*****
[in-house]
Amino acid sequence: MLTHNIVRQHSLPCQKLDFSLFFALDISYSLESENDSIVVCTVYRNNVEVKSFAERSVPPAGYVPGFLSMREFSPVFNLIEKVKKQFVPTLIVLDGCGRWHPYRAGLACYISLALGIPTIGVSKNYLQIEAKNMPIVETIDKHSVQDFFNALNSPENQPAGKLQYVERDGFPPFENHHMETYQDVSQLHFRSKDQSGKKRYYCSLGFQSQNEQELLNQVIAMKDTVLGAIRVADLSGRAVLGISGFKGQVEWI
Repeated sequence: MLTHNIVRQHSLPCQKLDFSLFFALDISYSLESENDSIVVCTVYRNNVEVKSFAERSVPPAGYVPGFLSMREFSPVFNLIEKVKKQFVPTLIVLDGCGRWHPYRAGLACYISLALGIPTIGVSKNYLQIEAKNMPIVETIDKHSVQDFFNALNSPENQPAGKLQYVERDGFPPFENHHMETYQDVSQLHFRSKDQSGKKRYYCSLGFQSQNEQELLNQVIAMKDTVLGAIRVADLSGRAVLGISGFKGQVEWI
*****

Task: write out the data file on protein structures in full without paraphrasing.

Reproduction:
[in-house]
Amino acid sequence: MLTHNIVRQHSLPCQKLDFSLFFALDISYSLESENDSIVVCTVYRNNVEVKSFAERSVPPAGYVPGFLSMREFSPVFNLIEKVKKQFVPTLIVLDGCGRWHPYRAGLACYISLALGIPTIGVSKNYLQIEAKNMPIVETIDKHSVQDFFNALNSPENQPAGKLQYVERDGFPPFENHHMETYQDVSQLHFRSKDQSGKKRYYCSLGFQSQNEQELLNQVIAMKDTVLGAIRVADLSGRAVLGISGFKGQVEWI
Repeated sequence: MLTHNIVRQHSLPCQKLDFSLFFALDISYSLESENDSIVVCTVYRNNVEVKSFAERSVPPAGYVPGFLSMREFSPVFNLIEKVKKQFVPTLIVLDGCGRWHPYRAGLACYISLALGIPTIGVSKNYLQIEAKNMPIVETIDKHSVQDFFNALNSPENQPAGKLQYVERDGFPPFENHHMETYQDVSQLHFRSKDQSGKKRYYCSLGFQSQNEQELLNQVIAMKDTVLGAIRVADLSGRAVLGISGFKGQVEWI